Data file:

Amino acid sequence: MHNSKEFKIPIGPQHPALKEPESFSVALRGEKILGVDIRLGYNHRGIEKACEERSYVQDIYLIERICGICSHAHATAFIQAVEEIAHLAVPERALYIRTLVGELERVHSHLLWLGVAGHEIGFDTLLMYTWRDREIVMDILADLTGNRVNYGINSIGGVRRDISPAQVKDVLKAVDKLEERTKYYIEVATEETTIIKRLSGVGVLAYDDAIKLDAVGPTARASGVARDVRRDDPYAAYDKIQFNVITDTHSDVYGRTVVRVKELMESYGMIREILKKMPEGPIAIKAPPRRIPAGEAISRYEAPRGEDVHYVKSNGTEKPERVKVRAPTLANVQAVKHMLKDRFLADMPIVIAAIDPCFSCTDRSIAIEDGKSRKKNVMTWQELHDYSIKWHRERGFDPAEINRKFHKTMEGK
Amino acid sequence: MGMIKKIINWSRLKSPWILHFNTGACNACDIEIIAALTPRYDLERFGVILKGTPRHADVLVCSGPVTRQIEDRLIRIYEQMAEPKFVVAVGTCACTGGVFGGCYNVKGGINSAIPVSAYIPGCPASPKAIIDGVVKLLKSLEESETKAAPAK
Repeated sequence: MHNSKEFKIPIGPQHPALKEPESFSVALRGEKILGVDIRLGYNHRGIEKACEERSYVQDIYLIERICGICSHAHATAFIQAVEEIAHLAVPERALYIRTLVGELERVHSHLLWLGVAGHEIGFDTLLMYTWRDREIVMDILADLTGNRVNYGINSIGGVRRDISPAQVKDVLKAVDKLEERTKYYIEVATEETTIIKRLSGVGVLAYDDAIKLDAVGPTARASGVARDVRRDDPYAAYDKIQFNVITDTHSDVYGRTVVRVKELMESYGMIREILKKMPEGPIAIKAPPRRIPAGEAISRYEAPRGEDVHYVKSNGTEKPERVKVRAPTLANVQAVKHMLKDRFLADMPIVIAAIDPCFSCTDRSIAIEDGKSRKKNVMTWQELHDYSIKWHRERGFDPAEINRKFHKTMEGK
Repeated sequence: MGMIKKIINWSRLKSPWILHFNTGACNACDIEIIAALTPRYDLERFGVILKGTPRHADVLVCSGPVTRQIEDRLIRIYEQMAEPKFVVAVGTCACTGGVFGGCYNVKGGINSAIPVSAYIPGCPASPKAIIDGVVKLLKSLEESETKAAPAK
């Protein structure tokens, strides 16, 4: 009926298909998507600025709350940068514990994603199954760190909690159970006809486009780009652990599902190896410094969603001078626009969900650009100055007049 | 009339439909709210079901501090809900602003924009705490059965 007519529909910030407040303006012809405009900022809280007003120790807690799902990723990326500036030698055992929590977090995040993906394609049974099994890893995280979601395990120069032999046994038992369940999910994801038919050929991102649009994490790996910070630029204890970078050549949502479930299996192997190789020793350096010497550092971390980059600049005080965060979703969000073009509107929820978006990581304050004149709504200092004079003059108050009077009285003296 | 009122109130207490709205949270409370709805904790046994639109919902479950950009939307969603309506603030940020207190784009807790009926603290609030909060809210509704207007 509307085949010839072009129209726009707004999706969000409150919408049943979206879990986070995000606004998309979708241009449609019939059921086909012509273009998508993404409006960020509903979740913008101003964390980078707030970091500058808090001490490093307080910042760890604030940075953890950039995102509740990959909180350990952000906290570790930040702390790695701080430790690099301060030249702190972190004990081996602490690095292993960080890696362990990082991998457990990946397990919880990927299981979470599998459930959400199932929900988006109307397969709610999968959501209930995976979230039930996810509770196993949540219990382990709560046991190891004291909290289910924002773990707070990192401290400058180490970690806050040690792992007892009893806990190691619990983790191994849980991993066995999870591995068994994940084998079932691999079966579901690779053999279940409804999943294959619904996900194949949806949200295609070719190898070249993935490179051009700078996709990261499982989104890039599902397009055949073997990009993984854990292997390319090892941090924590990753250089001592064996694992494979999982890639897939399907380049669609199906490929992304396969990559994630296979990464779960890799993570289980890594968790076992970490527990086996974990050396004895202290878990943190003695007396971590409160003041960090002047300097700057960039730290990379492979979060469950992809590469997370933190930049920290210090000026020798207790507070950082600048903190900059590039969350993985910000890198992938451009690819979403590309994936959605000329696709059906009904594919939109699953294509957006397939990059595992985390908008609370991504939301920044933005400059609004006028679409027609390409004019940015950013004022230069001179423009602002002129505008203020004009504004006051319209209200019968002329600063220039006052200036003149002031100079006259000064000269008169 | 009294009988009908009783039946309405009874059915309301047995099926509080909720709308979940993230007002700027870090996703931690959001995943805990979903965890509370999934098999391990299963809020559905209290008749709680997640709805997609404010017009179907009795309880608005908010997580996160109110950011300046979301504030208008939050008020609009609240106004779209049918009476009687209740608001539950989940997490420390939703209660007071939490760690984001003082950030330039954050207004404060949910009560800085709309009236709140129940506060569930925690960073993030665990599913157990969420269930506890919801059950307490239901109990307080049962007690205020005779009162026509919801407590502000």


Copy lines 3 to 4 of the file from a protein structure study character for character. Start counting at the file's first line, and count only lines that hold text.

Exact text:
Repeated sequence: MHNSKEFKIPIGPQHPALKEPESFSVALRGEKILGVDIRLGYNHRGIEKACEERSYVQDIYLIERICGICSHAHATAFIQAVEEIAHLAVPERALYIRTLVGELERVHSHLLWLGVAGHEIGFDTLLMYTWRDREIVMDILADLTGNRVNYGINSIGGVRRDISPAQVKDVLKAVDKLEERTKYYIEVATEETTIIKRLSGVGVLAYDDAIKLDAVGPTARASGVARDVRRDDPYAAYDKIQFNVITDTHSDVYGRTVVRVKELMESYGMIREILKKMPEGPIAIKAPPRRIPAGEAISRYEAPRGEDVHYVKSNGTEKPERVKVRAPTLANVQAVKHMLKDRFLADMPIVIAAIDPCFSCTDRSIAIEDGKSRKKNVMTWQELHDYSIKWHRERGFDPAEINRKFHKTMEGK
Repeated sequence: MGMIKKIINWSRLKSPWILHFNTGACNACDIEIIAALTPRYDLERFGVILKGTPRHADVLVCSGPVTRQIEDRLIRIYEQMAEPKFVVAVGTCACTGGVFGGCYNVKGGINSAIPVSAYIPGCPASPKAIIDGVVKLLKSLEESETKAAPAK